AFCCA  then rejected an Establishment Clause challenge to Article 119a.  The argument was basically that Article 119a codifies a Christian view of when life begins.  But AFCCA found that the statute had a clear secular purpose — to “protect the potentiality of human life and the rights of the mother and to punish the transgressor.”  Boie, slip op. at 11.  And “the mere consistency between a statute and religious tenets does not render a statute unconstitutional.”  Id.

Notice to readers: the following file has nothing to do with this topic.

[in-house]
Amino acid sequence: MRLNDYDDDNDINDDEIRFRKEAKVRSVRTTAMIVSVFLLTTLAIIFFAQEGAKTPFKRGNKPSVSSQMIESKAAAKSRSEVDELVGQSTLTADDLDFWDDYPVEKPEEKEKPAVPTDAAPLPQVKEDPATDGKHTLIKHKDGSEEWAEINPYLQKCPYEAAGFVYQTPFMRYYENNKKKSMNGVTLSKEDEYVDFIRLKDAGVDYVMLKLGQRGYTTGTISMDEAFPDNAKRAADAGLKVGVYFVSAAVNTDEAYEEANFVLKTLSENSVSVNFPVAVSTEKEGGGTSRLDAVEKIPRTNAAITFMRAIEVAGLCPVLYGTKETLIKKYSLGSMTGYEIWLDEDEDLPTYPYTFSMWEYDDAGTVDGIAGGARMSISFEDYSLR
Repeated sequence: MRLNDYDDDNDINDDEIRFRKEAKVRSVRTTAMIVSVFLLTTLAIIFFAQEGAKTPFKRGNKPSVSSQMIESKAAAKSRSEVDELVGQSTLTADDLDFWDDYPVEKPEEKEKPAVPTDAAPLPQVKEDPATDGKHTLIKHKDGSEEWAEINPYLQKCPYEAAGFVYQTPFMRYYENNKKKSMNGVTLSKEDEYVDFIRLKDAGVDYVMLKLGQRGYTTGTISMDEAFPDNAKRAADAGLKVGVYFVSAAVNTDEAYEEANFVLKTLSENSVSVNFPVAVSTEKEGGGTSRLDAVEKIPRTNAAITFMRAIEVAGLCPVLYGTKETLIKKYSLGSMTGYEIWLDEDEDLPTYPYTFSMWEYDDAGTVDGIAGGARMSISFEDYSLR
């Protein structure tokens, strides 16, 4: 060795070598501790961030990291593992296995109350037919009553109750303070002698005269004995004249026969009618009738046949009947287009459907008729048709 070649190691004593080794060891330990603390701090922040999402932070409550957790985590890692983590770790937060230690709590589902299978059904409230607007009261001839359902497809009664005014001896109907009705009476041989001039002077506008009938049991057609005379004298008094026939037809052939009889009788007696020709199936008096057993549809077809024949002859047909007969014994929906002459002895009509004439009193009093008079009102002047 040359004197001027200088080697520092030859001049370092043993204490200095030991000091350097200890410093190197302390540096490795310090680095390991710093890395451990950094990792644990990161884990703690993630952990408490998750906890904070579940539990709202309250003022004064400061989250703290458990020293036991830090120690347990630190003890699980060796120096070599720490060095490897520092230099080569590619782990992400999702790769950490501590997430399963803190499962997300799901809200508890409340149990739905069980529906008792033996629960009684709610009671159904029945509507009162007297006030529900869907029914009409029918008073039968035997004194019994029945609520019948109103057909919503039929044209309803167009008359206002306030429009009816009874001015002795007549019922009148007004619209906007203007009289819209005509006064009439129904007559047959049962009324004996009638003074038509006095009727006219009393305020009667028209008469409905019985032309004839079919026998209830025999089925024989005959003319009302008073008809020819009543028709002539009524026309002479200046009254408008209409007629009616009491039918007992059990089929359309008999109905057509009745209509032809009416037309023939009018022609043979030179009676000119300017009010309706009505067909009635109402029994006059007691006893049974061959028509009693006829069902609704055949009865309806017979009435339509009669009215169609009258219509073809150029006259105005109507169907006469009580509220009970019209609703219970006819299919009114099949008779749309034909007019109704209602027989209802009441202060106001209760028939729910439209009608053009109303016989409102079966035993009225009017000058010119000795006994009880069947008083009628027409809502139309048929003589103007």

The final issue in the case concerned a mistake in the announcement of findings.  The military judge noted Boie’s plea by exceptions and substitutions and stated, “Of the substituted words, Not Guilty.”  The error was noted only after trial.  The military judge held a proceeding in revision and determined that he could correct the error, notwithstanding R.C.M. 1102(b)(1)’s prohibition against reconsideration of a finding of not guilty to any specification or ruling amounting to a finding of not guilty.  AFCCA agreed, reasoning that to prevent a military judge from correcting an obvious error would elevate form over substance.  AFCCA quoted a 1954 CMA case that supported the correction of an erroneously stated finding.  Boie, slip op. at 14 (quoting United States v. Downs, 15 C.M.R. 8, 11 (C.M.A. 1954)).  As an alternative, AFCCA concluded that even if correcting the error were itself erroneous, the error would be harmless.  This alternative ruling wasn’t as satisfying as the primary ruling.  Military case law has long held that an accused is entitled to accurate records of his military justice proceeding.  See, e.g., United States v. Caudill, 65 M.J. 756, 761 n.9 (N-M. Ct. Crim. App. 2007).  If an accused was actually acquitted of a portion of a specification, it would certainly be held to be erroneous if the court-martial promulgating order were to reflect a conviction to that portion of the specification.  The servicemember in that instance would be harmed by having a military record reflect a finding of guilty to a portion of the specification that actually resulted in an acquittal.  Similarly, even if the sentence wouldn’t have been affected by the modification of the findings at the post-trial proceeding in revision, if that modification was erroneous, it would harm the accused by resulting in the court-martial promulgating order reflecting a conviction to a portion of the specification that should have reflected a not guilty finding.